Bank of America’s (NYSE:BAC) stock price has performed extremely well over the last two years, nearly doubling in 2012, and is off to a strong start this year. However, with new allegations of mortgage settlement violations and the imminent unwinding of the Fed’s stimulus program, is Bank of America worth the risk? Let’s use relevant sections of our CHEAT SHEET framework to see whether Bank of America is an OUTPERFORM, WAIT AND SEE, or STAY AWAY.
C = Catalysts for the Stock’s Movement
Home loans are an important part of Bank of America’s operations and revenue stream. Following the 2008 financial crisis, the bank drastically reduced the amount of new mortgage loans. Recently, the housing market has regained some strength, and Bank of America has picked up its new mortgage loan issuances to meet demand. In the first quarter, mortgage originations experienced a quarter-over-quarter increase of 57 percent. With home sales showing positive growth over the last several quarters, Bank of America can expect continued profits in this division.
Recent allegations of violating the National Mortgage Settlement put into place last year could prove detrimental to the bank. The division was tainted with indictments of misconduct during the 2008 financial crisis. Just when confidence has begun to return to the bank’s mortgage origination operations, new allegations have surfaced. The newest and also most severe of these comes from New York attorney general Eric Schneiderman who alleges that Bank of America may have violated last year’s National Mortgage Settlement.
Surprisingly enough, low interest rates in the U.S. have actually benefitted Bank of America’s investment banking division as investors search for higher yields. The bank’s trading desks have benefitted from increased trading volume from a surging U.S. equities market and high demand for international debt issuances. B of A’s capital markets division netted a profit of around $5.5 billion in the first quarter—its best quarterly revenue figure since 2011.
E = Exceptional Performance Relative to Peers?
Because of the difficulty in valuing bank stocks, it is a useful exercise to compare Bank of America to its chief competitors: Citigroup (NYSE:C), Wells Fargo (NYSE:WFC), and JP Morgan Chase (NYSE:JPM). Bank of America is trading at a higher price-to-earnings multiple than all of its competitors besides Wells Fargo. This premium, however, does not seem justified. According to analyst estimates, Bank of America has the lowest projected earnings per share of the four banks. This estimate could improve depending on how “New BAC”—a several billion dollar cost-cutting initiative—goes this year. While Bank of America has taken great strides to right itself after the financial crisis, both Citigroup and JP Morgan are much more attractive on paper, and unlike B of A, they are free from current legal woes.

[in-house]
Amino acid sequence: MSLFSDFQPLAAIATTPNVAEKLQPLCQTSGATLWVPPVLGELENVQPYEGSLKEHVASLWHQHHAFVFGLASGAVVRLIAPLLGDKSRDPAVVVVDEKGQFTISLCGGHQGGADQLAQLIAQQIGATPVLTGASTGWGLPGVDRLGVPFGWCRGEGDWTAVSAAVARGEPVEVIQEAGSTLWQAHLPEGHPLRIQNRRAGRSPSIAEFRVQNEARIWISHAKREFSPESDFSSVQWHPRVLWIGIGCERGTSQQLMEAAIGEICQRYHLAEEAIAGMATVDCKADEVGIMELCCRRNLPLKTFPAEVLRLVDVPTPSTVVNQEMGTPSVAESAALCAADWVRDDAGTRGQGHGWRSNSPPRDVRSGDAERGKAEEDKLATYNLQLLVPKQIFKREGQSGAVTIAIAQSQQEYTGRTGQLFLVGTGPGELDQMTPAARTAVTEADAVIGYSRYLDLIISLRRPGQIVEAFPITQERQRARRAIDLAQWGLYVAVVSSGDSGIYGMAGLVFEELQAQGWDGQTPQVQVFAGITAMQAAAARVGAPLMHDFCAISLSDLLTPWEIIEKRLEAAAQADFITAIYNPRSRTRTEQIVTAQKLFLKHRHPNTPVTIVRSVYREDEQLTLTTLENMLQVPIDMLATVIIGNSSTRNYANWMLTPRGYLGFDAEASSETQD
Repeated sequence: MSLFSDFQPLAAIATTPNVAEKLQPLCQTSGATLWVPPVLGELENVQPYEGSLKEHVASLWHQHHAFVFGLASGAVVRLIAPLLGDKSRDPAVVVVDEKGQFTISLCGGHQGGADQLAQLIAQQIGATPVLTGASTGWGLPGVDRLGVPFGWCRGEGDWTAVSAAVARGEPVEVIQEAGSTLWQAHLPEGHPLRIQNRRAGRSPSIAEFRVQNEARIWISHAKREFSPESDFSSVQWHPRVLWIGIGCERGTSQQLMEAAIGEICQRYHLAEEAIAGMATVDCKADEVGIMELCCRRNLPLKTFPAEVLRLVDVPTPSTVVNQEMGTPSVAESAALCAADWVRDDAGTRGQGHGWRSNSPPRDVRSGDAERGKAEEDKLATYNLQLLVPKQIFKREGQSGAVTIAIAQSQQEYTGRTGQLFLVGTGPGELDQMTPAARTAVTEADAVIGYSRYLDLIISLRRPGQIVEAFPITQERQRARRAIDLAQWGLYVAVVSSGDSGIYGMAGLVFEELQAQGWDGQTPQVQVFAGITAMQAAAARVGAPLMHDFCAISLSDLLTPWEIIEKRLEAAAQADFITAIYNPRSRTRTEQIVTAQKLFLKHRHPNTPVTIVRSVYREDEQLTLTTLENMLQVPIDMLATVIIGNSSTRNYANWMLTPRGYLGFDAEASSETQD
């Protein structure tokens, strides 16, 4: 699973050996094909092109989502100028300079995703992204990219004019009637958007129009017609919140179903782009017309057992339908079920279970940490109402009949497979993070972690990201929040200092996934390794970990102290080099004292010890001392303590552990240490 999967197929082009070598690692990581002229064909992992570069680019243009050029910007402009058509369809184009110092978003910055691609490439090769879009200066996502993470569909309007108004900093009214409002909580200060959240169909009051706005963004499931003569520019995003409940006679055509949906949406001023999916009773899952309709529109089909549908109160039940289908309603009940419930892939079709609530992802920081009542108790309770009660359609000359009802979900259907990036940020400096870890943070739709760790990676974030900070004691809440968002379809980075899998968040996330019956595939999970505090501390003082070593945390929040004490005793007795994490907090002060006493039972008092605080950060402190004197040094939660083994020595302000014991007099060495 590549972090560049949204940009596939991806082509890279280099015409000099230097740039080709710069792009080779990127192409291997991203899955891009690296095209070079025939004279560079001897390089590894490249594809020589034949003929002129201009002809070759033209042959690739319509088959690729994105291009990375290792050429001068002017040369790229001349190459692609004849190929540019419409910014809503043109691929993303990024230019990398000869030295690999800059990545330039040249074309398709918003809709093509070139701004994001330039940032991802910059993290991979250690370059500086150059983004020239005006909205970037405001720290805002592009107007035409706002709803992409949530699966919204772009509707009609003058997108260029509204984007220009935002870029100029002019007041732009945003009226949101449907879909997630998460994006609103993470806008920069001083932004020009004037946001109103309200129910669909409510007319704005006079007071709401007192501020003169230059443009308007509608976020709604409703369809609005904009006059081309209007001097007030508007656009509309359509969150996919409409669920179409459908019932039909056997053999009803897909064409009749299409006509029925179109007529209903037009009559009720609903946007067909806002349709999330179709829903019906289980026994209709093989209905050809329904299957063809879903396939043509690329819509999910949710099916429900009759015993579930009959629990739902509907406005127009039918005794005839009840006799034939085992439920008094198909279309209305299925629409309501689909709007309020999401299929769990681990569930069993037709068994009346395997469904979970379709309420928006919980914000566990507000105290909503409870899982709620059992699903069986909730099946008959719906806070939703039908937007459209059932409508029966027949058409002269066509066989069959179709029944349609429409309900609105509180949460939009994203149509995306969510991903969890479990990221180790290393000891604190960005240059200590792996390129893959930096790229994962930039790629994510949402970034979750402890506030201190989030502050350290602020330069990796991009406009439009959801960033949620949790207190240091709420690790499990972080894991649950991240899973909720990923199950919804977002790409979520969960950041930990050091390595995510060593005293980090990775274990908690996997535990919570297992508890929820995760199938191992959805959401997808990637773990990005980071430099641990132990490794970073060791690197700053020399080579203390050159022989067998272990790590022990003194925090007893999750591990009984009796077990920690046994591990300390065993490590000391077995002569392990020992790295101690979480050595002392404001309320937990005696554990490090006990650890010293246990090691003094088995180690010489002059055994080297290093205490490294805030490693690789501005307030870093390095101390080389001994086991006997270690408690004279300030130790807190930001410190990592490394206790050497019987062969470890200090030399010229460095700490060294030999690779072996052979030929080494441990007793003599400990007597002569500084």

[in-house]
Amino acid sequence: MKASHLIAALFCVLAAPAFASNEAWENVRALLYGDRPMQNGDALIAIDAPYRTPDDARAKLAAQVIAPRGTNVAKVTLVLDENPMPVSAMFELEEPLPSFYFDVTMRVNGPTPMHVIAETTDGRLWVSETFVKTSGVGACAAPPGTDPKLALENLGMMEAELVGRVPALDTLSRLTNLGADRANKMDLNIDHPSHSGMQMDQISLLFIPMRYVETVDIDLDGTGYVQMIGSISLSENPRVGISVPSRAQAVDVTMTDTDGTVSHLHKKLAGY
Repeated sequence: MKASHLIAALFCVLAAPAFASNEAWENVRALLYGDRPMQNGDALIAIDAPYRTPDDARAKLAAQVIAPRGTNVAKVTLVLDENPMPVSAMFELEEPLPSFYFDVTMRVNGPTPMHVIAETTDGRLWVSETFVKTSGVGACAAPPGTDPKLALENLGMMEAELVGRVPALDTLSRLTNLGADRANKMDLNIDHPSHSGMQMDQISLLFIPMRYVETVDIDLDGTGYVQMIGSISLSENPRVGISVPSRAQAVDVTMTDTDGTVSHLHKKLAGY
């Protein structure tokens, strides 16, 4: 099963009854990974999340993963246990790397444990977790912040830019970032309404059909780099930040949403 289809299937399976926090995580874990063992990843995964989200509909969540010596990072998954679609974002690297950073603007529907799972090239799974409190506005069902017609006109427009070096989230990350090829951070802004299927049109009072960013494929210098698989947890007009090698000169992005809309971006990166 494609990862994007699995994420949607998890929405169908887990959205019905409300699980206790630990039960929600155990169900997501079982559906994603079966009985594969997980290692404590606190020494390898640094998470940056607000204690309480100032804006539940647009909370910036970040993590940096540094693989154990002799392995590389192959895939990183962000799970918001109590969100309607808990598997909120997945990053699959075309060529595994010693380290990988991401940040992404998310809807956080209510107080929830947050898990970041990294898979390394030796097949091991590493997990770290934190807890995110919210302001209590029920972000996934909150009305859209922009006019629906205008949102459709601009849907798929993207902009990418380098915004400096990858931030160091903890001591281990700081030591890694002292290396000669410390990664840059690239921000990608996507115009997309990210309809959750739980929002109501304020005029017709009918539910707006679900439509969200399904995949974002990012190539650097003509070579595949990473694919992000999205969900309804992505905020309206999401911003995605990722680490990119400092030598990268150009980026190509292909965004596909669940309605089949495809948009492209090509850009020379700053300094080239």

|EPS estimate (2013)||$0.94||$4.72||$3.71||5.71|
T = Technicals are Mixed
Bank of America is currently trading at around $12.90, above its 200-day moving average of $12.08, but below its 50-day moving average of $13.17. The share price has been experiencing an uptrend since the beginning of last summer, but the stock has been volatile lately after recent market uncertainty and a mixed first quarter earnings report.
Bank of America’s stock price has been on a remarkable rebound for the last two years. Bank stocks in general have been volatile over the last several weeks. This volatility is partially due to the uncertainty surrounding when Federal stimulus will end.
The banking industry has enjoyed attractive gains this year, and there are certainly more attractive stocks in the sector than Bank of America. The stock is currently trading at a premium relative to its major competitors, while its earnings forecasts are lower. Its mortgage origination business is regaining some traction and its investment banking business performed well in the first quarter. The bank is facing litigation that could seriously harm its short-term profits, and also calls into question whether B of A has tied up all of its loose ends from the financial crisis. If you believe that the banking industry is poised for a breakout year in 2013, you might consider adding the stock to your portfolio, but for now Bank of America is a WAIT AND SEE.
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